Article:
However, this year’s Holy Thursday has a different tone. All of us would like to take part in the vigil before the Blessed Sacrament… above all, those of you who have not been able to receive our Lord in the Eucharist for some time now, try to make your spiritual Communions with the certainty that our Lord is with you.

We are facing a unique opportunity to grow, in a new way and with God’s help, in love for Jesus in the Eucharist and for the Mass.

Jesus: we want to remember and thank You for each one of the times we have received You in Communion. Even though we always have You close by, realizing the absence of Your sacramental presence will help us to increase our desire to receive You again when that becomes possible.

Saint Josemaría taught thousands of people a prayer which he learned from a Piarist priest: “I wish, my Lord, to receive you with the purity, humility, and devotion with which your most holy Mother received you, with the spirit and fervor of the saints.”

Praying this prayer with affection can be a good preparation for Holy Thursday: “I wish, my Lord, to receive you with the purity, humility, and devotion with which your most holy Mother received you, with the spirit and fervor of the saints.”

Participation in the Eucharistic Sacrifice is not only the remembrance of something in the past; the Mass is the sacramental renewal of the sacrifice of Calvary, our Lord’s self-giving for us anticipated at the Last Supper. “Do this in memory of me.” (Lk 22:19)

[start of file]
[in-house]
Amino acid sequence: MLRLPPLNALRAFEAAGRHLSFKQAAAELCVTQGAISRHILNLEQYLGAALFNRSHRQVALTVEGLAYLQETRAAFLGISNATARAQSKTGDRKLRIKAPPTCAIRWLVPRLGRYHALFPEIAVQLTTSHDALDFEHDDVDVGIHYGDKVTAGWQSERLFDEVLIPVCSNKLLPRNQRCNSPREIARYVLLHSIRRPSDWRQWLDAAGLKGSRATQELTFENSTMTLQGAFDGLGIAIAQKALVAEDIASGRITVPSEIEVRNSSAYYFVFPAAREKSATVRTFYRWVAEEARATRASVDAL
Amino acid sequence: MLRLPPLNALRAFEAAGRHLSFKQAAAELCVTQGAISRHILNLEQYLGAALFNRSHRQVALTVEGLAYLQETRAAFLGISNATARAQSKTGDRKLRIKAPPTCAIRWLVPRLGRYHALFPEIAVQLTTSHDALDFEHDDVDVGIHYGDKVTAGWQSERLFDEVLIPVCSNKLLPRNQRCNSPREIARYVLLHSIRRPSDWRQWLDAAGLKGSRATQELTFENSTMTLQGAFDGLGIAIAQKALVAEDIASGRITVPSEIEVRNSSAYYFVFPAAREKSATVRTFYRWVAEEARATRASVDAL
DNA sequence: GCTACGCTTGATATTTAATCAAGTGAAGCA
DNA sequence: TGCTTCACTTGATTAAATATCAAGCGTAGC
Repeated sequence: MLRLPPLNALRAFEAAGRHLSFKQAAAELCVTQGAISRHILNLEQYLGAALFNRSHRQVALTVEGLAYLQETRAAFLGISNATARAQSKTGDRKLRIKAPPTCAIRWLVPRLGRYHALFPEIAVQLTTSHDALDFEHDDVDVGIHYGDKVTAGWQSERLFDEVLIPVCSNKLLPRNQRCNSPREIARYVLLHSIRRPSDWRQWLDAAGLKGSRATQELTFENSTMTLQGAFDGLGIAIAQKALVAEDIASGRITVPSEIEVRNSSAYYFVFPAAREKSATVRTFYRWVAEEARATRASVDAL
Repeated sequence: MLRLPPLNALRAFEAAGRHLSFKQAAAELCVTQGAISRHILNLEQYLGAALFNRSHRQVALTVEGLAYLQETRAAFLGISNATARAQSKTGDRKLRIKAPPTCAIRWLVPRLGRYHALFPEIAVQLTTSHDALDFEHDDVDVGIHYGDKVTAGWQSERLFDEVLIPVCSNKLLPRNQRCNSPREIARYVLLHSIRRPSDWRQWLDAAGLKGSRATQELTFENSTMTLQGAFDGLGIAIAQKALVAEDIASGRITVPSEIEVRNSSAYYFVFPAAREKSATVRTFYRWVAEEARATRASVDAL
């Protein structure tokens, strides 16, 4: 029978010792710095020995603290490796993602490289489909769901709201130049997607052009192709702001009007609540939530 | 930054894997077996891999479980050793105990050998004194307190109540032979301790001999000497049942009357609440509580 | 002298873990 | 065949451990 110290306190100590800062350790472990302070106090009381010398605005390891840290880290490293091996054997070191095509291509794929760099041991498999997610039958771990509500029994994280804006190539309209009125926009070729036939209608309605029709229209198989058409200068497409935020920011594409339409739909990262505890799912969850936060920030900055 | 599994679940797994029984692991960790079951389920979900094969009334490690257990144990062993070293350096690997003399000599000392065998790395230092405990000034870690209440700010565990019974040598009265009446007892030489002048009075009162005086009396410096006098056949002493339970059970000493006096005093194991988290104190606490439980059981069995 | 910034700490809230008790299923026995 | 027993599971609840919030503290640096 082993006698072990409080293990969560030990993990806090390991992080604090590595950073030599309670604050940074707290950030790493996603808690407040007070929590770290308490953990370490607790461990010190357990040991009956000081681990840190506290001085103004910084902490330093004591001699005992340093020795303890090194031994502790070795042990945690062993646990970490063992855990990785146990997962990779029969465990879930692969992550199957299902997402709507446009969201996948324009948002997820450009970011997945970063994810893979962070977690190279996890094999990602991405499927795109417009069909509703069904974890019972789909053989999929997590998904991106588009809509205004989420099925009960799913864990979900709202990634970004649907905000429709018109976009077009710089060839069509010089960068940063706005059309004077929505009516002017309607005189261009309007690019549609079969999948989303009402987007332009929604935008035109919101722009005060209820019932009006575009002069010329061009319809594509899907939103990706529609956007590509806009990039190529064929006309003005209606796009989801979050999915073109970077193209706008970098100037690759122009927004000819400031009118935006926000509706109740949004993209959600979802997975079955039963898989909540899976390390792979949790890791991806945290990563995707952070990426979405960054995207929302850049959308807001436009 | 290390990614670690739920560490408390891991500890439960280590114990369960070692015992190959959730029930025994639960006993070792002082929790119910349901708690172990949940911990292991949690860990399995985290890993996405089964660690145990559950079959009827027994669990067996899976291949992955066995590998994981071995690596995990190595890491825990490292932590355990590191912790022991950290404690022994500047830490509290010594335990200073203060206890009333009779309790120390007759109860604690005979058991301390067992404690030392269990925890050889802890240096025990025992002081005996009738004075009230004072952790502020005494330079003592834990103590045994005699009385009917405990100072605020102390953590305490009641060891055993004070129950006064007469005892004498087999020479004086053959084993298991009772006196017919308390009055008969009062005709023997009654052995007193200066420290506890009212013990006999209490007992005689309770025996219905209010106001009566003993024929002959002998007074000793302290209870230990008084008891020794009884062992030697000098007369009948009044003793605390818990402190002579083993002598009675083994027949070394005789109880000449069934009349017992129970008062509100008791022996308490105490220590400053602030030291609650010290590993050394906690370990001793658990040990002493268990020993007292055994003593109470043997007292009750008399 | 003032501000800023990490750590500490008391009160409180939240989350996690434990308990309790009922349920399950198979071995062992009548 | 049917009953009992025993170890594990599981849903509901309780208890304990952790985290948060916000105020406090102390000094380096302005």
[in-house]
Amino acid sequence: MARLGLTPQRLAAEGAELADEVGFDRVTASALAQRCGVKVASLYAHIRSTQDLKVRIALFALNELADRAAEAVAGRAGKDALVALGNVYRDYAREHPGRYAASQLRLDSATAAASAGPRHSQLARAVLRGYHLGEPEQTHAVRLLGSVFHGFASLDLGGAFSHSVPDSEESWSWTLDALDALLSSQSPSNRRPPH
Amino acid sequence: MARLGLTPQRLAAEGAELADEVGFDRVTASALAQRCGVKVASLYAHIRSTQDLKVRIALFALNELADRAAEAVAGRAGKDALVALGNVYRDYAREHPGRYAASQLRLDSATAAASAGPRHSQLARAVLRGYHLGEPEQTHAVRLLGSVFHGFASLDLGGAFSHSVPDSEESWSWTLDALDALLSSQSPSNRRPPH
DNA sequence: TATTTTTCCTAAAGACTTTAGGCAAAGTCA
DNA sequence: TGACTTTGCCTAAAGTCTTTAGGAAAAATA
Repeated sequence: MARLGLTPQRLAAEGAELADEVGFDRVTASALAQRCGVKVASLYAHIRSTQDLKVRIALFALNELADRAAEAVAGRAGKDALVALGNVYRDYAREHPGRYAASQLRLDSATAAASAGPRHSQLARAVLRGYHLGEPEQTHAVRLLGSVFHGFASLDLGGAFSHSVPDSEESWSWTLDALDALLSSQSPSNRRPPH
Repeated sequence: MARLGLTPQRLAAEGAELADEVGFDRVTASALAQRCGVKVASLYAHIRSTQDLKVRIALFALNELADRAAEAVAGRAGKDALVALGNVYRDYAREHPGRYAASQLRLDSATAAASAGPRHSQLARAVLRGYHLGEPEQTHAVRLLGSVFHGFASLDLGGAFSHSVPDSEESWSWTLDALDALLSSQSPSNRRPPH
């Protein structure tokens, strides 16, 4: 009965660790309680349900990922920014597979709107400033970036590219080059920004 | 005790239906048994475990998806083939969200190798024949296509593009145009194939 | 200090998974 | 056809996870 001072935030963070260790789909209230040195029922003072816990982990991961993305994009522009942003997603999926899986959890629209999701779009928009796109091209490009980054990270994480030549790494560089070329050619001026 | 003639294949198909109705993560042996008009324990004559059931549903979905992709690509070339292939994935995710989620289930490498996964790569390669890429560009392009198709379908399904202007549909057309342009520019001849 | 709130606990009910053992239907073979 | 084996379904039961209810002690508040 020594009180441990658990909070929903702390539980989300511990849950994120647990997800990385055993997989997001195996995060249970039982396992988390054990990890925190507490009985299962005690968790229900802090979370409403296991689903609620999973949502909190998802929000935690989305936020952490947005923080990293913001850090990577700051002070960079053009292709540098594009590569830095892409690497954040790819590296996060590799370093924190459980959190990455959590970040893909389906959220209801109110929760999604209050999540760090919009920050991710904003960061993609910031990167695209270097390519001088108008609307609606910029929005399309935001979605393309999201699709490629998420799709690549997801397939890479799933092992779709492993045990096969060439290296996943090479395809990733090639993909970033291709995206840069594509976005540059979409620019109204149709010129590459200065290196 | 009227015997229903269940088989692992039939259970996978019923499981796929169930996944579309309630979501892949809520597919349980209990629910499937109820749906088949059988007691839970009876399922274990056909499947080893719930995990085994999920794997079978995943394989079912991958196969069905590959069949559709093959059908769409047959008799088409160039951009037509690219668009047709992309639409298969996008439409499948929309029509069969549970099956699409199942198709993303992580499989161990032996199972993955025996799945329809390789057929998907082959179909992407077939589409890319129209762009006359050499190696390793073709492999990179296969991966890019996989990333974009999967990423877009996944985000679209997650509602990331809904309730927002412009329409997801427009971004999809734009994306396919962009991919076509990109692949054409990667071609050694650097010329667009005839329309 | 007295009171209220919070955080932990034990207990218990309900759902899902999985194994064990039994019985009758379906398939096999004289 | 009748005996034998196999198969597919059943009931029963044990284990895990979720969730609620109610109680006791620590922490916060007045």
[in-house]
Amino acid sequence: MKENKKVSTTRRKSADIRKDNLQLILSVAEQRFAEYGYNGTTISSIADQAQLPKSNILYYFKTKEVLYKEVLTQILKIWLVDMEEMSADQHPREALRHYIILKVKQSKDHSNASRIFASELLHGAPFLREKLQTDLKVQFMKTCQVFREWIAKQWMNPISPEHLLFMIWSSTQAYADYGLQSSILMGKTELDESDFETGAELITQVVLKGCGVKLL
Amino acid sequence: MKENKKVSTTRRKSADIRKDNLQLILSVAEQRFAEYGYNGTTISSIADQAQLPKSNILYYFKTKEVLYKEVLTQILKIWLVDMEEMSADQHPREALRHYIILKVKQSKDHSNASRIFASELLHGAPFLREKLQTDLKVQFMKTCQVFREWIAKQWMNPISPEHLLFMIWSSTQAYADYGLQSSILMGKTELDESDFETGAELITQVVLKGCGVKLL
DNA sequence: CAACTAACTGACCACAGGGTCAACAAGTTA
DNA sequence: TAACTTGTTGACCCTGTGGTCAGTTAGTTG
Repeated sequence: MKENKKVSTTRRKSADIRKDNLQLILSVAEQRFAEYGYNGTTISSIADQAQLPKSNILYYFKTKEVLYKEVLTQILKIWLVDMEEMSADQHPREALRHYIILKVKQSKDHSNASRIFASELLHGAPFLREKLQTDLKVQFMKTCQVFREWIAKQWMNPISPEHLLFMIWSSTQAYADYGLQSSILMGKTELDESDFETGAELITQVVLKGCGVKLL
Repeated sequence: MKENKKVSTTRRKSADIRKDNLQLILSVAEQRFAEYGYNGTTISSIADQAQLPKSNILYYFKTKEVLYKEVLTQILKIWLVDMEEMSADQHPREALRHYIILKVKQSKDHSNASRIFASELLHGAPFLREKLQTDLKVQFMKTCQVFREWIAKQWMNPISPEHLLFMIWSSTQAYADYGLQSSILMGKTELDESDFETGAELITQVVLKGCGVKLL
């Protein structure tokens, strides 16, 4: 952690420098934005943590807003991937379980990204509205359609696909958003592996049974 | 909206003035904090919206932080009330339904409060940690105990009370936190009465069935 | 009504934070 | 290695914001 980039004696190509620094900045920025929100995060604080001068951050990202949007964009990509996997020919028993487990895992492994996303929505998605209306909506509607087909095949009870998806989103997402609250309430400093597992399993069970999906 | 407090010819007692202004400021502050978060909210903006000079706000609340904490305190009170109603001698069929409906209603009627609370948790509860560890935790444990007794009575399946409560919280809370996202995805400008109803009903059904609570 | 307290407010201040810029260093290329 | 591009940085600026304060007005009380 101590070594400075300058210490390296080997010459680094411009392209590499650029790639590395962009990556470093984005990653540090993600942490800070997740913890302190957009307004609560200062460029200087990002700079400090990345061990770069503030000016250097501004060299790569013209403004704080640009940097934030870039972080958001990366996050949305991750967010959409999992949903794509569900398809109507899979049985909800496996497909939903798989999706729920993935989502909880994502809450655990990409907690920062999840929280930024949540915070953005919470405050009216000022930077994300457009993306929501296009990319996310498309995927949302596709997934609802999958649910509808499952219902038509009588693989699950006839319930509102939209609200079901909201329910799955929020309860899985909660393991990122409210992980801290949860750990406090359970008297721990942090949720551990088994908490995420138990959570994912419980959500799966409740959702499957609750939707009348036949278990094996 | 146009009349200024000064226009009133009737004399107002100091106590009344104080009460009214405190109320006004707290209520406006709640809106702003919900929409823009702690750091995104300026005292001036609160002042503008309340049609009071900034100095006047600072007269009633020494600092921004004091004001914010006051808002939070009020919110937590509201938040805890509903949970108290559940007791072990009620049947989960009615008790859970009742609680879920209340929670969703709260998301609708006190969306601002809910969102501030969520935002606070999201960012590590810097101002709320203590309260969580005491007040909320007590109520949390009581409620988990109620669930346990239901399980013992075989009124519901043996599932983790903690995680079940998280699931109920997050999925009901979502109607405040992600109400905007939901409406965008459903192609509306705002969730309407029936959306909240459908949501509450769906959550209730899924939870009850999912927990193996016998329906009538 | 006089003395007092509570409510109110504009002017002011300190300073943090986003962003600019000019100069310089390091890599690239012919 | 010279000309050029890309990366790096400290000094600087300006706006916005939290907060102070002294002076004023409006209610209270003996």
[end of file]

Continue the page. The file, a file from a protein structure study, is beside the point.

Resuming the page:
Saint John Paul II wrote that the sacrifice of the Cross “is so decisive for the salvation of the human race that Jesus Christ offered it and returned to the Father only after He had left us a means of sharing in it as if we had been present there.”

The Church makes Christ’s Passion and Death sacramentally present in every Eucharistic celebration. No Mass is “private.” Every Mass is “universal,” because each Mass is Christ acting, and with Him, his Body which is the Church. And the Church is each of the baptized: each one of us.

Therefore, faced with the impossibility of attending Mass at this time, be assured that in every Eucharistic celebrated by priests without people attending, we are all present. As Saint Josemaría said, “When I celebrate Mass with just one person to serve it, the people are present also. I feel that there, with me, are all Catholics, all believers, and also all those who do not believe. All God’s creatures are there—the earth and the sea and the sky, and the animals and plants—the whole of creation giving glory to the Lord.”[1]

Trust greatly in the strength that continues to reach us all through the celebration of the Eucharistic sacrifice, including those of you who cannot be present. We priests want to bring to each Mass all our brothers and sisters, all our relatives and friends, the whole Church, all humanity, and in a very special way the sick and those who are alone.

Thank you, Lord, for the Eucharist, for the Mass. We think again of the image of the Holy Father blessing mankind with the monstrance in his hands, looking out over the colonnade of Saint Peter’s Square. Thank you, Lord, for the Eucharist. And thank you for the priesthood, which has perpetuated your Love over time. Let us pray a lot for priests.

[1] Saint Josemaria, Homily “A Priest Forever,” in In Love with the Church.

Audio of the Prelate giving this meditation in Spanish: